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Answer to this question will enlighten lots of ppl. Experts answer pls

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February 21, 2012 7:58:33 PM

I have decided to build a pc purely for gaming. I want to play all imba games on the market like crysis , modern warfare , skyrim , battlefield alllll the games you can think of which require awesome graphics.

I am not going to ask which one is better , xxx cpu or yyy cpu. My question is :

How should a gaming CPU and gaming motherboard be ? For example , do I need lots of cores ? do I need lots of GHZ ?

I already know graphic card is the most important but I've already figured it out. I'll pick radeon hd 6970. Now I want to give this system a CPU that it deserves! I dont want the graphic card to swear at me "dude wtf why u give me this cpu , I could perform better if you had given me a xxx ghz xxx core xxx processor"

Everyone in the world suggests i5 2500k. Why ? phenom ii x4 980 has 3.7 ghz which is more than i5 2500k

(NOTE * I WILL NOT OVERCLOCK)

My question is a bit deeply technical but I want to understand it well. I dont ask for recommendetion what to buy , I wish to learn which specialities a cpu and a motherboard must have for PURE AND PURE GAMING

Telling your ideas will complicate the thread. Please just share your knowledge very specificaly ; " A gaming CPU must have lots of ghz ! noone cares about cores , games cant benefit lots of cores anyway. Thats it! End of discussion! (this is just an example i dont know if its true) and so on.

Thank you so much in advance. -Regards-
February 21, 2012 8:09:02 PM

If you refuse to overclock, get an i5 2400. It will serve your 6970 for years to come.
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February 21, 2012 8:09:56 PM

Quote:
How should a gaming CPU and gaming motherboard be ? For example , do I need lots of cores ? do I need lots of GHZ ?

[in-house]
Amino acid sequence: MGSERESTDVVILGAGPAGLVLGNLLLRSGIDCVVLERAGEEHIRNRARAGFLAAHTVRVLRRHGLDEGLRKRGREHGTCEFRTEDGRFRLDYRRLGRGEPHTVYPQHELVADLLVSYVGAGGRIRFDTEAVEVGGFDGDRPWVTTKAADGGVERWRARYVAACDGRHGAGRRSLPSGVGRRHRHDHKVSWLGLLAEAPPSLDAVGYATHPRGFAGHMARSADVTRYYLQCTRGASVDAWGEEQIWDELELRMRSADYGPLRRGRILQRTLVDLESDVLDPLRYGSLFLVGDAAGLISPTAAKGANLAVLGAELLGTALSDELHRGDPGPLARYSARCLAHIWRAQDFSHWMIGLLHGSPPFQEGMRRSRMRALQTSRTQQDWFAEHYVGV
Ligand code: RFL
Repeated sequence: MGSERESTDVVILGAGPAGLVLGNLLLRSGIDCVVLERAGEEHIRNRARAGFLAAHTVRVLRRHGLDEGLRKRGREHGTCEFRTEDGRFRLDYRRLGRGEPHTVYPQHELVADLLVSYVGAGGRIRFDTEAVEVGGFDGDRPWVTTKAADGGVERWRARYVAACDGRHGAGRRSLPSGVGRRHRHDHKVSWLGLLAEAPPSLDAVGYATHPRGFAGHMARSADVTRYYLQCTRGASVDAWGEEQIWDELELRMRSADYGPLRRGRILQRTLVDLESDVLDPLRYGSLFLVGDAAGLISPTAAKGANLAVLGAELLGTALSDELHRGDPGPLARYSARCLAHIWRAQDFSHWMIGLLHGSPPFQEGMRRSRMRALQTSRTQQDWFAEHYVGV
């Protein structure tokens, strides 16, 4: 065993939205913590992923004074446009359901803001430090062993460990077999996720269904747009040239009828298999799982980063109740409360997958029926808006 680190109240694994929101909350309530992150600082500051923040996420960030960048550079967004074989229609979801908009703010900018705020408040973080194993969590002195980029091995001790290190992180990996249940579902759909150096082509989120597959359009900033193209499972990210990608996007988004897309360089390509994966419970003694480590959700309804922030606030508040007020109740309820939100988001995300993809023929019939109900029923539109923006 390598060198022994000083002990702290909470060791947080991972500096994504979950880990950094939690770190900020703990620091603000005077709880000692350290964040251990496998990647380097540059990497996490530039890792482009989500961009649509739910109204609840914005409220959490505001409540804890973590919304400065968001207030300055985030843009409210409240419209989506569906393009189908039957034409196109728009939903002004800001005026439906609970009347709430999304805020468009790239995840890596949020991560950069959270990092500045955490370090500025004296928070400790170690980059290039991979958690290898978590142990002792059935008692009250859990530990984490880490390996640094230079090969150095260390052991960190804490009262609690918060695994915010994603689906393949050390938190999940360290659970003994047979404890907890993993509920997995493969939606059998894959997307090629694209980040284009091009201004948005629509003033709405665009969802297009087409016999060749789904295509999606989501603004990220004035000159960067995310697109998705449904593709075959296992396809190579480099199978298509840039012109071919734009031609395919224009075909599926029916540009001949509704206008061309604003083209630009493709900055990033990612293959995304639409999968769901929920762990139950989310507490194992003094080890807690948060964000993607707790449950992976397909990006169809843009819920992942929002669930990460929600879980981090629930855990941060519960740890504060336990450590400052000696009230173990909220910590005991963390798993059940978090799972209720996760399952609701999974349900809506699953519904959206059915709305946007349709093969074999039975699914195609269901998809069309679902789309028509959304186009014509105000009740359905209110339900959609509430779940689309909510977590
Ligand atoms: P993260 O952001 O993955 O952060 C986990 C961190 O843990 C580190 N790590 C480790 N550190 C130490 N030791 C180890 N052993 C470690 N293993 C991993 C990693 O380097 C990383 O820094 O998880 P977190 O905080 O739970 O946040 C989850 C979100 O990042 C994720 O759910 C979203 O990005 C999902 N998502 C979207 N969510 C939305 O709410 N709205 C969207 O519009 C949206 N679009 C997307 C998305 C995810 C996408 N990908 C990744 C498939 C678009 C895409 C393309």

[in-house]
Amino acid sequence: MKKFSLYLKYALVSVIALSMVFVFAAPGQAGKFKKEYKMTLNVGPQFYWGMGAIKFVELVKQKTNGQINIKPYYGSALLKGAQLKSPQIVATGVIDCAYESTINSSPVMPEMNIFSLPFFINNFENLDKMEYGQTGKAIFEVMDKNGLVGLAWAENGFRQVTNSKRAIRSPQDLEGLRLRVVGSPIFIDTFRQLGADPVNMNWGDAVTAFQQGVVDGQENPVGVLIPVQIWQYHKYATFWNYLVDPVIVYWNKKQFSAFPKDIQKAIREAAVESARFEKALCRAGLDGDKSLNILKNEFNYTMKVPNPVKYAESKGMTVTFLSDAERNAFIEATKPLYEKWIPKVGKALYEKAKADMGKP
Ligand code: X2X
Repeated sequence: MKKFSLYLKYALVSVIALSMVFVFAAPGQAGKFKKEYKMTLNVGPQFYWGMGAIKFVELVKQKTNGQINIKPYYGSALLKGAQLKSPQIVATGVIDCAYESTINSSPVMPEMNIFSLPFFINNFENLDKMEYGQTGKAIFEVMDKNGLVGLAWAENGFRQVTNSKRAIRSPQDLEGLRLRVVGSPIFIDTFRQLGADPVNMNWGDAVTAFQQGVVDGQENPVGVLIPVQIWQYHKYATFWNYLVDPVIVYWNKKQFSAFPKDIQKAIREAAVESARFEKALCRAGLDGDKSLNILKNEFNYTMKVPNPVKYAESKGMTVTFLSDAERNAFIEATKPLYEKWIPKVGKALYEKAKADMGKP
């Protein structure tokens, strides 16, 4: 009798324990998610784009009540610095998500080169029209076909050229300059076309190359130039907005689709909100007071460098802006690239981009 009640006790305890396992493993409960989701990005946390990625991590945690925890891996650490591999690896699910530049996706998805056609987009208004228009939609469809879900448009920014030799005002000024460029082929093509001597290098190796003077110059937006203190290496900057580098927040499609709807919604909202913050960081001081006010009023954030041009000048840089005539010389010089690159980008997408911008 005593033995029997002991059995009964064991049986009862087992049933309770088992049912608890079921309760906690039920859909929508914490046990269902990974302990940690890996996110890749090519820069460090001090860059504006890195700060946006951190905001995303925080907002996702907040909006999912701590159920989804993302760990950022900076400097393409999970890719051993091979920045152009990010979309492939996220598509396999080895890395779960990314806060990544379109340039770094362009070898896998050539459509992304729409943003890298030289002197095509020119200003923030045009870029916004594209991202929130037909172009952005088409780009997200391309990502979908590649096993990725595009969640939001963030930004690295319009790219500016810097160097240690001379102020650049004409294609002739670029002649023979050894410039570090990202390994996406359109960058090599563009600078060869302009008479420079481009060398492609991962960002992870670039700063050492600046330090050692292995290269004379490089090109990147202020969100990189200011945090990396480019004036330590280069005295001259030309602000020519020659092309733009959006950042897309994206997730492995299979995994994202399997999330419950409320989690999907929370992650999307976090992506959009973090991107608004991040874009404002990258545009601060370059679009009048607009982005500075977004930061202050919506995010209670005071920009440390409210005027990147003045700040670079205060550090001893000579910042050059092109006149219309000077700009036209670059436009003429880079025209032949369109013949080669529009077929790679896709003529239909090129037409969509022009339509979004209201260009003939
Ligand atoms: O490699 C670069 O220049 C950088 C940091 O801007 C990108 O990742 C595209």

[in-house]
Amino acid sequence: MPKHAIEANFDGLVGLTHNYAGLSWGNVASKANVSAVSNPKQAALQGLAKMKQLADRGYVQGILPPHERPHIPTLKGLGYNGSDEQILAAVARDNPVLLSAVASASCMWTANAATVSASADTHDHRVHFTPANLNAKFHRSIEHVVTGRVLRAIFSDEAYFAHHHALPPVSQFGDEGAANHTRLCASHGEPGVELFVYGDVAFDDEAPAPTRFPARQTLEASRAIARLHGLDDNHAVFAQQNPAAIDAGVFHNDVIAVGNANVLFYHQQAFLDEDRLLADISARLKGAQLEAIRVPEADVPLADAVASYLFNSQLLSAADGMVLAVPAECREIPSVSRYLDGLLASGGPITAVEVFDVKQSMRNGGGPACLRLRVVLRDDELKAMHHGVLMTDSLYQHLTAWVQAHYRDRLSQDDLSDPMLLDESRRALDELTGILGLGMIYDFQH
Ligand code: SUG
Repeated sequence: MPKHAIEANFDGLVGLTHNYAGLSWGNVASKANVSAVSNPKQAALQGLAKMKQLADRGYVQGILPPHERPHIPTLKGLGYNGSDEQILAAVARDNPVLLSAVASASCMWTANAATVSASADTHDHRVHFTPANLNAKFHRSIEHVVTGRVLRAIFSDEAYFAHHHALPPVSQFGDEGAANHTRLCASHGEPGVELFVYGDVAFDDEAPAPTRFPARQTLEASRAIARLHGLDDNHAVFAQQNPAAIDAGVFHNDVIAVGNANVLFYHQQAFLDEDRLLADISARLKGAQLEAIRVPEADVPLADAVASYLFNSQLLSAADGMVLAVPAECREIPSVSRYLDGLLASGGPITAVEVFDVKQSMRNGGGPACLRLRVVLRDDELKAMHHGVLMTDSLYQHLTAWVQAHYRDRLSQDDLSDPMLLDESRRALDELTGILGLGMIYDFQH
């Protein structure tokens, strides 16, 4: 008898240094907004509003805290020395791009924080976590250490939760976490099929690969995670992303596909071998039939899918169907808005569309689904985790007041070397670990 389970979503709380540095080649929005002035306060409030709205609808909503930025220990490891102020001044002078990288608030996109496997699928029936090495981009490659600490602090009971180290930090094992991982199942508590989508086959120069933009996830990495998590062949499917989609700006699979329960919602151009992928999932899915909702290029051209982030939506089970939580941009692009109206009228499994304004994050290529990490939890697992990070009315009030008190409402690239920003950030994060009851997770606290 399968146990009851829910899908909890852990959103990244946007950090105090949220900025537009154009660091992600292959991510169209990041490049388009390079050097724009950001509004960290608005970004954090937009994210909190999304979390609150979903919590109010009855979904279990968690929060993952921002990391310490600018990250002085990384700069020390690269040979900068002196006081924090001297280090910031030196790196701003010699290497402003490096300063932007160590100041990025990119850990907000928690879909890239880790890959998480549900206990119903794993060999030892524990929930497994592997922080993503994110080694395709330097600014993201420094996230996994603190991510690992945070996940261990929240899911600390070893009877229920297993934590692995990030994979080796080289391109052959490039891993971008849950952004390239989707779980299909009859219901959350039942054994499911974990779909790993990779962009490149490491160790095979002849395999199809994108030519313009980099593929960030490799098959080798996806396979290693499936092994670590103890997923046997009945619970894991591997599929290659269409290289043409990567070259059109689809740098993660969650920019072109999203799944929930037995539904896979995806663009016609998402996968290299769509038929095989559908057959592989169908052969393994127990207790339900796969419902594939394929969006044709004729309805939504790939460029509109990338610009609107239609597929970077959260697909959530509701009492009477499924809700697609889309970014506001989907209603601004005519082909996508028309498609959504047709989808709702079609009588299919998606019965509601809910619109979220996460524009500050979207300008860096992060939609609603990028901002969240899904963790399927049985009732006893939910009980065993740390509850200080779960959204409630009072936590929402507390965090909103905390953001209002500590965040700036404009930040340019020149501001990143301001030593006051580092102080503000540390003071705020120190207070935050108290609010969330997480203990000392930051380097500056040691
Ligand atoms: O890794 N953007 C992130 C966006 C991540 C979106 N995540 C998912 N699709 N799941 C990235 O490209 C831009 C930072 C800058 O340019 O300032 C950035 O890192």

You don't really need either. Really the difference between having an i5-2500K and an i5-2400 is like +-.2GHz, and the other difference is that the 2500K is an unlocked CPU which means it can be overclocked. Even on the most demanding games like BF3 you'll never use beyond 80% of the CPU's full capacity.

Quote:
I already know graphic card is the most important but I've already figured it out. I'll pick radeon hd 6970. Now I want to give this system a CPU that it deserves! I dont want the graphic card to swear at me "dude wtf why u give me this cpu , I could perform better if you had given me a xxx ghz xxx core xxx processor"


While the Radeon 6970 is a good choice I'll agree there, a lot of them are in the process of being phased out and discontinued. The 7950 would be a better choice as it's a lot newer and based off a newer design but it will run you quite a bit more.

Quote:
Everyone in the world suggests i5 2500k. Why ? phenom ii x4 980 has 3.7 ghz which is more than i5 2500k


Like I said before - having +-.2GHz and a couple of extra cores is going to mean nothing. CPUs for the most part have bottomed out - as AMD proved with their FX series, they're not changing drastically any time soon.

The reason why the i5-2500K is the most preferred CPU of choice is because Intel created a true winner. For the price, the performance can't be matched anywhere - it even outperforms the $1,000 i7-990X and in some cases can out perform the $1,050 i7-3960K. And the unlocked CPU means you can take it to 4.5GHz on standard air cooling without breaking a sweat. The accompanying Z68 and P67 chipsets that are used with the CPU are very flexible in terms of the accompanying hardware they will support (unlike the aging 970, 870, and 770 AMD platforms), and Intel has already committed to the socket LGA-1155 used for SB by releasing new Ivy Bridge CPUs with them.

The reason a lot of people hesitate to recommend AMD anymore is that benchmark after benchmark shows that the i5-2500K is the leader of the pack without question. The AM3 platform is aging technology - it's been around for years, and that's the main reason why FX failed is because AMD tried to introduce new sets of instructions on a chip that can't handle them. There will be a new AMD platform (AM4? Something else?) but when they actually do create a new socket for their CPUs remains to be seen.

Quote: